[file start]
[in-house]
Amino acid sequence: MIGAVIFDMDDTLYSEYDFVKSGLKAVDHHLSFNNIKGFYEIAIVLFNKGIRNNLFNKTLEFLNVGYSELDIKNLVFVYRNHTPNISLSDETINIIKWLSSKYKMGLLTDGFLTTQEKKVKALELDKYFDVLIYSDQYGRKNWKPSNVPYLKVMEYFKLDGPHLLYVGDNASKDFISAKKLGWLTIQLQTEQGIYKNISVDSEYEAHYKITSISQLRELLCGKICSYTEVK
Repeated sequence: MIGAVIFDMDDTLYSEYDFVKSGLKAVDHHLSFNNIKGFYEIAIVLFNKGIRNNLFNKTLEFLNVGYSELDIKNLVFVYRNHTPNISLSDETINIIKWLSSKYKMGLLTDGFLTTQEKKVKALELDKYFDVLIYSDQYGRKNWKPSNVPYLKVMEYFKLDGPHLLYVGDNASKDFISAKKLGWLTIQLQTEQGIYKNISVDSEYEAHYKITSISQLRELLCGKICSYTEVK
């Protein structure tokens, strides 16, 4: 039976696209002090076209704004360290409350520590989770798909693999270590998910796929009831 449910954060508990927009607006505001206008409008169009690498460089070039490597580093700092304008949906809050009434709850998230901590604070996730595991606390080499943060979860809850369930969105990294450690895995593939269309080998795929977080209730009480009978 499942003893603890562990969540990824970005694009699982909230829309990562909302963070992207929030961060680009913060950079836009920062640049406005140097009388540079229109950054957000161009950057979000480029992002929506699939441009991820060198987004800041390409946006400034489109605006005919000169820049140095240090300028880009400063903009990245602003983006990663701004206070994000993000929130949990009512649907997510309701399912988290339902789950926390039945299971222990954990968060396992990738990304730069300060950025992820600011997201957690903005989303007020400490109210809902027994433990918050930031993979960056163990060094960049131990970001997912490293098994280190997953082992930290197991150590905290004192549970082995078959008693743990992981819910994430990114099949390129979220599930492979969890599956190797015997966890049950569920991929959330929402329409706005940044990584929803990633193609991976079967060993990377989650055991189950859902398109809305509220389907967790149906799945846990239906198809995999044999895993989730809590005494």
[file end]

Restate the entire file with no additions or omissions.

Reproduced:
[in-house]
Amino acid sequence: MIGAVIFDMDDTLYSEYDFVKSGLKAVDHHLSFNNIKGFYEIAIVLFNKGIRNNLFNKTLEFLNVGYSELDIKNLVFVYRNHTPNISLSDETINIIKWLSSKYKMGLLTDGFLTTQEKKVKALELDKYFDVLIYSDQYGRKNWKPSNVPYLKVMEYFKLDGPHLLYVGDNASKDFISAKKLGWLTIQLQTEQGIYKNISVDSEYEAHYKITSISQLRELLCGKICSYTEVK
Repeated sequence: MIGAVIFDMDDTLYSEYDFVKSGLKAVDHHLSFNNIKGFYEIAIVLFNKGIRNNLFNKTLEFLNVGYSELDIKNLVFVYRNHTPNISLSDETINIIKWLSSKYKMGLLTDGFLTTQEKKVKALELDKYFDVLIYSDQYGRKNWKPSNVPYLKVMEYFKLDGPHLLYVGDNASKDFISAKKLGWLTIQLQTEQGIYKNISVDSEYEAHYKITSISQLRELLCGKICSYTEVK
């Protein structure tokens, strides 16, 4: 039976696209002090076209704004360290409350520590989770798909693999270590998910796929009831 449910954060508990927009607006505001206008409008169009690498460089070039490597580093700092304008949906809050009434709850998230901590604070996730595991606390080499943060979860809850369930969105990294450690895995593939269309080998795929977080209730009480009978 499942003893603890562990969540990824970005694009699982909230829309990562909302963070992207929030961060680009913060950079836009920062640049406005140097009388540079229109950054957000161009950057979000480029992002929506699939441009991820060198987004800041390409946006400034489109605006005919000169820049140095240090300028880009400063903009990245602003983006990663701004206070994000993000929130949990009512649907997510309701399912988290339902789950926390039945299971222990954990968060396992990738990304730069300060950025992820600011997201957690903005989303007020400490109210809902027994433990918050930031993979960056163990060094960049131990970001997912490293098994280190997953082992930290197991150590905290004192549970082995078959008693743990992981819910994430990114099949390129979220599930492979969890599956190797015997966890049950569920991929959330929402329409706005940044990584929803990633193609991976079967060993990377989650055991189950859902398109809305509220389907967790149906799945846990239906198809995999044999895993989730809590005494």